• Move project management and team communications out of your email. This helps reduce notifications, too. You can manage projects better from apps like Asana, Basecamp, or Trello. Use chat apps like Slack to communicate internally.
  • Use the search function instead of scrolling through your inbox to save time. If you can’t find it using the search function within a couple of minutes, set that task for later.
  • Use keyboard shortcuts. If you’re using Gmail, hit Shift + ? to view all the available keyboard shortcuts.

A chart showing common keyboard shortcuts

  • Keep your responses short and to the point. Emojis can help you add a bit of personality to your emails without making them too long.
  • Block off time to go through the emails under the “Do later” or “Defer” bucket. Sit down and make sure to do it on your computer instead of your phone so you don’t make a habit of checking your mail every few minutes.
  • Have your assistant study the email responses you've sent in the past. This will help them adapt to your tone and write better emails on your behalf. They can also listen to podcast episodes, and read your blog, newsletter, or Twitter profile to get a good grasp of your communication style.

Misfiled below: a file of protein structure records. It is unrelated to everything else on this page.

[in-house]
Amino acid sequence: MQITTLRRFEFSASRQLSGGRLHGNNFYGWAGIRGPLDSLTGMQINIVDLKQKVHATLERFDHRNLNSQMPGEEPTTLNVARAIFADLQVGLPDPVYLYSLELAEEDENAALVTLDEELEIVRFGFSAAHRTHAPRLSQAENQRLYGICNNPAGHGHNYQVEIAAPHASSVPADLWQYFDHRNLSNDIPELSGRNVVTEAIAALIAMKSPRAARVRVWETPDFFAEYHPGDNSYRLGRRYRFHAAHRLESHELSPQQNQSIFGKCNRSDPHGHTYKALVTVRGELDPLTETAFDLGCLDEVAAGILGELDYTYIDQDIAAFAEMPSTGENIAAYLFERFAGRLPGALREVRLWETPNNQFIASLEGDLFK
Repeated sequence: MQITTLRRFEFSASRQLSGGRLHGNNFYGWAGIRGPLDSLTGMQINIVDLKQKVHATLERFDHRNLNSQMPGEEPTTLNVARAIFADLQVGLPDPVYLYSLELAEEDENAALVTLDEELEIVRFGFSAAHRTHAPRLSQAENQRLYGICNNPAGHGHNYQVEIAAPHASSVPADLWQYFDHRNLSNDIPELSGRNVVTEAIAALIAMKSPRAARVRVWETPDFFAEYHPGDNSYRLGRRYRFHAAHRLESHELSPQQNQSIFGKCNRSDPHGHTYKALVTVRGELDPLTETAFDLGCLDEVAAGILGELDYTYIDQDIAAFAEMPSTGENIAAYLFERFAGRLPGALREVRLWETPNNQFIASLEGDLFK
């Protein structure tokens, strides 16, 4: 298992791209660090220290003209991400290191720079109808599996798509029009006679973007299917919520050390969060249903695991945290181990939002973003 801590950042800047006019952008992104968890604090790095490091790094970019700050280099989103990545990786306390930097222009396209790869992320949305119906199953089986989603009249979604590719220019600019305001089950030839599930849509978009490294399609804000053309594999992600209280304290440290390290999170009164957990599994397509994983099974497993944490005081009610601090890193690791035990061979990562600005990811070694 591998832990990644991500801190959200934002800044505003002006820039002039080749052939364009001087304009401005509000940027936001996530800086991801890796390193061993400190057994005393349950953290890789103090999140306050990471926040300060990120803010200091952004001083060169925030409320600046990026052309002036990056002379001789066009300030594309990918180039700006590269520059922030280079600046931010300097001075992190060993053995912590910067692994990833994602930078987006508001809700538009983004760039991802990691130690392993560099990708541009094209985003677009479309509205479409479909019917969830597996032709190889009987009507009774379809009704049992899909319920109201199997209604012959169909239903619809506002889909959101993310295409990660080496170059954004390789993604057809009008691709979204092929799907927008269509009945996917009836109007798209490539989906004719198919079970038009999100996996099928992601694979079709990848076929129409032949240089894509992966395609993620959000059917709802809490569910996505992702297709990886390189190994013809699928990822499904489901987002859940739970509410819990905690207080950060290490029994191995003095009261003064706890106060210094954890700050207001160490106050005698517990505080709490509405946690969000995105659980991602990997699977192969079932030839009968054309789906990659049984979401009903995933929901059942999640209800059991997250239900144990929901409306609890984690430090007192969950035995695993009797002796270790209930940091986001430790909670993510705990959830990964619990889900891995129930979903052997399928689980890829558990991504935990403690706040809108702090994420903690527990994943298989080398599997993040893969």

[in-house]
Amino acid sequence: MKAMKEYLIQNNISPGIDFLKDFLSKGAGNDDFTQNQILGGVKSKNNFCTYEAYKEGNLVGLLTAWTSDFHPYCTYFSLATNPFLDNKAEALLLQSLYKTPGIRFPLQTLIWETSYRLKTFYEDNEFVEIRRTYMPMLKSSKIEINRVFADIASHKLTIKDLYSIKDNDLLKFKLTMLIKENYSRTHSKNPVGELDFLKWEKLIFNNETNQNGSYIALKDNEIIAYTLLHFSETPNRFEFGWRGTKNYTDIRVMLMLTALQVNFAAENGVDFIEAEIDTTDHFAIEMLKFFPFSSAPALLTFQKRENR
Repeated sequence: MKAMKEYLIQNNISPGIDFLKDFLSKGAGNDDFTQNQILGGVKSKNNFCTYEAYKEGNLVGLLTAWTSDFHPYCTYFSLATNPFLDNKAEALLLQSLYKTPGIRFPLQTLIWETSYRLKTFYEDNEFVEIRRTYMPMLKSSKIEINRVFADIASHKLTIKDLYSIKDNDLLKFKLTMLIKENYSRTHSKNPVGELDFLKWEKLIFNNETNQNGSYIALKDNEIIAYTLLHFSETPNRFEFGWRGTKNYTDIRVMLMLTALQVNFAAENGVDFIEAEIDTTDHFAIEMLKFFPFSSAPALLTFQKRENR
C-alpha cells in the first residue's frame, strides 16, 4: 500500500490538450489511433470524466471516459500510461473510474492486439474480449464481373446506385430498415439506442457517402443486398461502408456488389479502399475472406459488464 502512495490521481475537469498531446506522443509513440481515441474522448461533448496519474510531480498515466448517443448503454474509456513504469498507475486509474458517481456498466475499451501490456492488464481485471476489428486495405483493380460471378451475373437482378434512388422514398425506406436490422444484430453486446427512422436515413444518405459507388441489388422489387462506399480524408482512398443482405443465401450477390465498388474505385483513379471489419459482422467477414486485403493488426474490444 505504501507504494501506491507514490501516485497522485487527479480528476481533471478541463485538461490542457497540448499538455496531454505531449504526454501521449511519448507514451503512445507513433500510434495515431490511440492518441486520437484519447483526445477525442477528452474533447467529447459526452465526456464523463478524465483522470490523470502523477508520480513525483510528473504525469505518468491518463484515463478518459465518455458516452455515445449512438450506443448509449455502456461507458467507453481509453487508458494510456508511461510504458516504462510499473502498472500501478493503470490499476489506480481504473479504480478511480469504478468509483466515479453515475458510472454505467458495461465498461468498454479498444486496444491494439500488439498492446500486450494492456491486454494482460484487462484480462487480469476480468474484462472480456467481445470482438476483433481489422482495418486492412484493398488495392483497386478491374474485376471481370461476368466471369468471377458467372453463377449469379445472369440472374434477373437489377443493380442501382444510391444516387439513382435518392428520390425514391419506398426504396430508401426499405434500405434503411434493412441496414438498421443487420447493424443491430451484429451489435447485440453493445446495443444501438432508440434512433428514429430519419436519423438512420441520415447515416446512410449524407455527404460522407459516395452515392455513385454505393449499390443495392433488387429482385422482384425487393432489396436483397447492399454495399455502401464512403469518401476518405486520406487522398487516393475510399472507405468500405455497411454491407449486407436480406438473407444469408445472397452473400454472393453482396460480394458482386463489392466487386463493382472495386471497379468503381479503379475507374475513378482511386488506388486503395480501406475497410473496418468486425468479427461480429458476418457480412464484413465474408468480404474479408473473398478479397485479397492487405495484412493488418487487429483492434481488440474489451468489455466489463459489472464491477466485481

Free up hours from your week by delegating your email

We’re not gonna lie — handing off your email to an assistant is challenging. It might take you a lot of trial and error to get into the swing of things, but the payoff is worth it. With an email management system and a reliable virtual assistant to help you, you’ll be able to free up hours of your time, be more efficient, and have more energy to grow your business.

Somewhere can help you find the remote executive assistant of your dreams. Let us know all about the positions you’re looking to fill today.